Premiere: Roosh Williams and Scarface Avoid Sharks in ‘Deep End’ Video
Roosh Williams, whose family is originally from Tehran, grew up being a fan of poetry and rap freestyles. An interest evolved into a passion and in 2013, the Houston MC turned heads with deja Roo: Times Have Changed project. Inspired from real world experiences, the album had garnered praise from press and Houston music vets Scarface and Devin the Dude. Now Williams is ready to drop his new LP Unorthodox on Feb. 24.
The rising rapper Roosh Williams teams up with Scarface for “Deep End," off the upcoming album. Produced by Houston’s Trakksounds, the piano driven-record compliments Roosh’s intensity and 'Face's storytelling ability. The video of “Deep End” fits the record perfectly, capturing the theatrical rhymes of the two MCs. Roosh drops the video today exclusively with XXL, which speaks about the shadiness of the rap game from the eyes of a new artist and a hip-hop legend and how to avoid the sharks in the water.
You can per-order the Unorthodox album on iTunes here.If you haven't checked out the new material from the project, please do. After releasing “Extraordinary" featuring Emilio Rojas, the video for the title track and "Staring At Me," Roosh is on a nice run. Check out our conversation with Roosh Williams below.
XXL: What’s the meaning behind your new single Deep End?
Rapper Roosh Williams: It's based off the phrase "going off the deep end." Over the years of building your name in this industry, you have to deal with an abundance of fraudulence and overcome a lot of bull shit. And after a certain point, you just become numb to it and accept the fact that you're swimming with sharks in the water every step of the way and watch the video for "Deep End" above.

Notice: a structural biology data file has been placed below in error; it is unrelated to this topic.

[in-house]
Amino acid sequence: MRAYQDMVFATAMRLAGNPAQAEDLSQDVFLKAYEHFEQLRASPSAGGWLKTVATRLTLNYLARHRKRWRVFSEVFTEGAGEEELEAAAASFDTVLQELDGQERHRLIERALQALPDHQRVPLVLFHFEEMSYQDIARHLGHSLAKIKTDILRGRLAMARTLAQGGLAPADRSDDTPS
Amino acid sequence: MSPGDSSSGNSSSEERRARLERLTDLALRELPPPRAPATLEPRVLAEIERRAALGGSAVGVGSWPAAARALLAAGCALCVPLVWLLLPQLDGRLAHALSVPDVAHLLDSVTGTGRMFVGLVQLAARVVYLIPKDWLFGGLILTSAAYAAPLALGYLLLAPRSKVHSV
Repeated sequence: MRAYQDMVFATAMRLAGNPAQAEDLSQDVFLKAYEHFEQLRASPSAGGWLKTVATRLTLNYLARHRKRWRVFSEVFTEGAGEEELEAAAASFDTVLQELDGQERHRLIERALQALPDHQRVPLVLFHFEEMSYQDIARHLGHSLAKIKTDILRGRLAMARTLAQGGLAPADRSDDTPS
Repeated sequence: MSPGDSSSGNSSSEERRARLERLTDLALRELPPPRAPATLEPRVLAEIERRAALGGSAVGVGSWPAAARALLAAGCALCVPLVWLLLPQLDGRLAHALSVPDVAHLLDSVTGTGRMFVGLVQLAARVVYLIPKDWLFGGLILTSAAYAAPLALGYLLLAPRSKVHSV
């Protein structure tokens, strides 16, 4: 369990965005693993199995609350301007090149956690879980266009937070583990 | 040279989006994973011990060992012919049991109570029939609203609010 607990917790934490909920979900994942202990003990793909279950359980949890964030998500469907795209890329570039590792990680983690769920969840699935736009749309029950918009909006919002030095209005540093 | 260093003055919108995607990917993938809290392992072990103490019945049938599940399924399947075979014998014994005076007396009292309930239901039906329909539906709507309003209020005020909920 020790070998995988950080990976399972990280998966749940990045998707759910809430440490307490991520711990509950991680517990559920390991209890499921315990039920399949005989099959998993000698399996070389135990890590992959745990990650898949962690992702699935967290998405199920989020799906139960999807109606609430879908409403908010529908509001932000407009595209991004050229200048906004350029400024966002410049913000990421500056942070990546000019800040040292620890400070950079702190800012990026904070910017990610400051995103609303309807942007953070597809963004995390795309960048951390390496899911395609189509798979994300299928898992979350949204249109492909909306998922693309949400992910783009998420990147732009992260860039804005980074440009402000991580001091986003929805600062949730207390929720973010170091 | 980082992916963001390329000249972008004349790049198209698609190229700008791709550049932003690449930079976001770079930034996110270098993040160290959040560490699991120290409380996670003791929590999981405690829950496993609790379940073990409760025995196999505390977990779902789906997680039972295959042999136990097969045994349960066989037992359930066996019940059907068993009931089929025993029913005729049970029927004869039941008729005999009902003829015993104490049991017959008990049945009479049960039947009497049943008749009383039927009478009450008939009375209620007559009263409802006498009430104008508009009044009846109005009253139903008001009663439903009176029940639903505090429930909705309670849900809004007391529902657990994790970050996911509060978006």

What was the thought process of the video? Take us through the concept.
"Deep End" is the convergence of two vastly different worlds: desolation and inspiration. The metaphor of sharks in the water floating overhead is prevalent throughout. It symbolizes the progression necessary to avoid them and remain focused on your plight, which is hammered home by Scarface's verse and presence.
How did you and Scarface link up for the song?
I was linked up in the studio with Scarface through his engineer. We both record at the same studio (iMix Houston) and his engineer, Steve-O, is one of the first engineers in Houston that I worked with in the city (on my "No Hard Feelings" record with Killa Kyleon back in 2011). We recorded the record with Steve-O at iMix too.
Any advice that Scarface gave you about the music industry?
You soak a lot of game from 'Face just being around him. He was telling me how he's been in the game 25+ years because he's always been a man of his word. People with ill intention tend to come and go, but the real remain.
What can fans expect from your new project Unorthodox?
Wholesome records with thorough production and a lot of personality.
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